By now, I’m sure you have heard the news about the “trade war” going on between the United States and China. This has led to each country imposing a set of tariffs on each other’s goods.
What this has resulted in is essentially a new tax on the goods, but the bill to pay is not sent to the other country, but instead to the purchaser of the goods, who is the one that has to pay the tax. One such example would be Apple, as they have many of their goods built by a manufacturing company called Foxconn, which has a factory in China. The U.S. imposes tariffs on goods, based on their class code, and anything that comes into the country via customs has to have a declaration of what it is, the value and its class code.
If you are interested in learning more about ideas for AVL upgrades for houses of worship, check out the following session, "Keys to Upgrading Your AVL," slated for the WFX Conference & Expo this November in Orlando.
Under normal business, Apple would order, then pay for the goods from Foxconn. Then they ship the products to the various countries, that are then to be sold in retail stores. The new tariff that is starting next week, is 10 percent, and is laid out on a list of goods nearly 200 pages long.
The tariff, though, is only on track to increase. The next step, is that the tariff is slated to jump to 25 percent, starting January 1, 2019.
To put this in perspective – let’s say the new iPhone X sells for $1,000 before any of these new tariffs. I bet most people are thinking – does this mean the iPhone will now cost $1,100?
And then $1,250 this coming January?
But only if Apple decides to raise the price that much, and asks their customers to fully cover the cost of these new tariffs.
Where this gets interesting, is that the tariff (or tax) is not paid by China or Foxconn, but instead by Apple, who pays the tariff to the U.S. treasury, upon the item’s entry into the port. And the 10 percent is based on the manufacturer’s cost to Apple.
I have no idea how much Apple pays Foxconn, but let’s guess it to be $500 for each iPhone X.
In that situation, the tariff cost would add an additional $50 to the price now, and $125 in January. Apple could decide to forgo some amount of its profits on the iPhone, by not charging more to potential customers, or they could decide to make more profit on such sales after the first round of tariffs by charging $1,100, for example, or they could just “cover the cost” and charge $1,050, or any other number they feel suitable to not negatively impact sales.
What this means is that prices on products that will soon be impacted by these tariffs, will change here in the U.S., partially based on the added costs and based on the competitive landscape of the product. It can be a little like a game of “last man standing,” or a stare down, when it comes to prices changing, as none of the companies want to lose market share to a competitor.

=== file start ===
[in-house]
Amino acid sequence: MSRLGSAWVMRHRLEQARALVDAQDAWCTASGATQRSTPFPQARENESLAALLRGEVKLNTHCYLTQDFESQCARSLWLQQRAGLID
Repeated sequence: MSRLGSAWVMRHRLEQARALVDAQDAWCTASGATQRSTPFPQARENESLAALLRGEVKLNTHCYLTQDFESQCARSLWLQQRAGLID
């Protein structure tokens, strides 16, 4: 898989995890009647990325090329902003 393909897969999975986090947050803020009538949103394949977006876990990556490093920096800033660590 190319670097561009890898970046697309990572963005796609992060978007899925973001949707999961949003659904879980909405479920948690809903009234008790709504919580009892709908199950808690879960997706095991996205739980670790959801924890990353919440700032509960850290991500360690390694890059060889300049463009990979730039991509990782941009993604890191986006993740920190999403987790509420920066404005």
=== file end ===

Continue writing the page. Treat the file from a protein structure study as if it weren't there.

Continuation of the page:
As in any large issue like this, the U.S. government allowed for about a week of testimonials on how the proposed tariff would affect business – which led to many companies large and small to write in and appear in person to give a 5- or 10-minute testimonies.
There are many items that have been purposefully excluded from the current round of tariffs, which include things like smart watches, Bluetooth items, child car seats, highchairs and some other random things. When it comes to the AVL industry, we are largely going to be hit with the tax, on things like projectors, cameras, amplifiers, LED video panels, and a host of other things.
In other words – most of Apple’s products will not have any new tariff applied.
The one thing that is certain at the moment is uncertainty, but the muddy waters will eventually clear, and prices will change to reflect the increase in costs.
It would be best in my view, to make your buying decisions on large ticket items sooner than later, as a 10 percent added cost to the manufacturer is a lot less than the potential 25 percent increase, come January.
Realize that when you call your dealer or integrator to ask questions, that will make you one of many people asking the same things, and I predict that the AVL industry will have an extremely busy fourth quarter this year with product purchases. As a result, this will lead to constraints on delivery time, which in turn will lead to back orders and the possibility of items not making it to you in time before the higher tariff rate comes into effect. In other words, I anticipate there will likely be shortages of product, as demand will increase significantly.
See here for the official information about the implementation of tariffs on products in the coming months.
Here is the list of goods that are affected by the $200 billion tariffs (start on page 178 to see the products that affect us):